Though he likened himself to Lincoln, Donald Trump never learned to lead from behind. His final days in office, from inciting insurrection to peddling pardons, revealed the problem with his presidency throughout:  Trump only heard the sycophants and angry mob that were the echo chamber of presidency.  He cut himself off, not just from reality, but from forging connections with the American community writ large. His lame attempt at leadership was to sow discord.  He governed like Jefferson Davis, the confederacy’s leader keen on rebellion, rather than Lincoln who championed unity.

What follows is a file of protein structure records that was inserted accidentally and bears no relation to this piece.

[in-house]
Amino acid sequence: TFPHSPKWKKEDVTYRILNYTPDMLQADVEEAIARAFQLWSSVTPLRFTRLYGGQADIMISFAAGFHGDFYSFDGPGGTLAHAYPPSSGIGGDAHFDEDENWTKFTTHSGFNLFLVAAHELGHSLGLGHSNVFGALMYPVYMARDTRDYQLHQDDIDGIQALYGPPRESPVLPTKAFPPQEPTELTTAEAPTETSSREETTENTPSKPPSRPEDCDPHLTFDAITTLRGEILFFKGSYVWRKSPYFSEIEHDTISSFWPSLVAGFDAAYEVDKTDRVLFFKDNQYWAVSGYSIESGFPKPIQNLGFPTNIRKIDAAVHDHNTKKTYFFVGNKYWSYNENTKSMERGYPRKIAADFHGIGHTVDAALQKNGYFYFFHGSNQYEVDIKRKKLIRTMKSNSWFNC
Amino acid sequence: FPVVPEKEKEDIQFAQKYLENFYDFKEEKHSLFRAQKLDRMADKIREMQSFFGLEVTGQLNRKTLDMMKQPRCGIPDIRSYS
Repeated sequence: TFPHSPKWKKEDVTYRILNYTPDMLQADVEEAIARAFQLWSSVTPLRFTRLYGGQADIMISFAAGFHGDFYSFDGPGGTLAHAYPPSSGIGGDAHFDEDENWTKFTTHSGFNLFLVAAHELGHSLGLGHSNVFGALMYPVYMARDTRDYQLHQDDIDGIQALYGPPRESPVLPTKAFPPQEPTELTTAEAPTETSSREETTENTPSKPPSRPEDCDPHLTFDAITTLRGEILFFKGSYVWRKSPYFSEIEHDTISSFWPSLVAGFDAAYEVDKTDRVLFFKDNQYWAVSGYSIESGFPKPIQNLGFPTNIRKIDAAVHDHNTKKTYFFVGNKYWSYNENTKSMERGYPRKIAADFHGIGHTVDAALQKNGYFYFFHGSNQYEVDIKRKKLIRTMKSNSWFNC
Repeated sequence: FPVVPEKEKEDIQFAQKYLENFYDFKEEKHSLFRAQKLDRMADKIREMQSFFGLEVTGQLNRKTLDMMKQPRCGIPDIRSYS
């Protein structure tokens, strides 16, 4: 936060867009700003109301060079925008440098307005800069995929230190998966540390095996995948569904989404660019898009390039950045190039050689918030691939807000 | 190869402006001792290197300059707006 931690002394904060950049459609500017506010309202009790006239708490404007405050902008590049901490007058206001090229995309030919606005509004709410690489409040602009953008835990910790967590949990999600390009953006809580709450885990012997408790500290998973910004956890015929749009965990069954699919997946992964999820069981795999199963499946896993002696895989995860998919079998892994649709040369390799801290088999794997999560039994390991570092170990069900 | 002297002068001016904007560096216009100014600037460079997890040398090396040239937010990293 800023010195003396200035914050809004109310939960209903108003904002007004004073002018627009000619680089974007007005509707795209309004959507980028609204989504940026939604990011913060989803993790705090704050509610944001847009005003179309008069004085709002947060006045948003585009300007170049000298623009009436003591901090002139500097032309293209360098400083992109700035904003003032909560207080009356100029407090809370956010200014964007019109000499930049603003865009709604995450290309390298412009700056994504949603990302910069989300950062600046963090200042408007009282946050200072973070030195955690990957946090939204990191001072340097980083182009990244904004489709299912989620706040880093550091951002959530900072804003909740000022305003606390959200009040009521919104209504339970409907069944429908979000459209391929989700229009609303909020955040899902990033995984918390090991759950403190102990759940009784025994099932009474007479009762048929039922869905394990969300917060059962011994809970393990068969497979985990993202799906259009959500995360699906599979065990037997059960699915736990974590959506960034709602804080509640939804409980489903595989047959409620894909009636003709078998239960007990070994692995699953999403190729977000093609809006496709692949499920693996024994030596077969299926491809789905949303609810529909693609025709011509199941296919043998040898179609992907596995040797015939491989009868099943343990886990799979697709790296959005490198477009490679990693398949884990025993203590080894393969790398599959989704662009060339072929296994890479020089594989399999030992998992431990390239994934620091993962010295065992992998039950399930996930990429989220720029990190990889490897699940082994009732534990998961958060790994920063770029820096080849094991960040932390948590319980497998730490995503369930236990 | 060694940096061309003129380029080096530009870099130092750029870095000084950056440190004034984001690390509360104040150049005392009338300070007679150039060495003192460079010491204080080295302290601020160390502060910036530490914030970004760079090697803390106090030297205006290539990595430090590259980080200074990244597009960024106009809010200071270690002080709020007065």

President Biden understands how to lead from behind. As a candidate, he was in touch with America’s past and fundamental decency, which he embodied. In his inaugural address, Biden asked Americans to “listen” to and “respect” others, old values that now feel refreshing as Biden – and the country – yearn for a path forward. The answer, Biden said, was in our past, exemplified by Lincoln, who said, Biden noted, when signing the Emancipation Proclamation, he had “put my whole soul into it.” 

Lincoln’s portrait now hangs in the oval office. There, Lincoln shines as a mentor. Biden surely would agree with Lincoln’s final hope for ending division with “Malice toward none and charity for all,” a hope echoed in Mr. Biden’s pleas for “unity” in America, for which Lincoln gave his “last full measure.”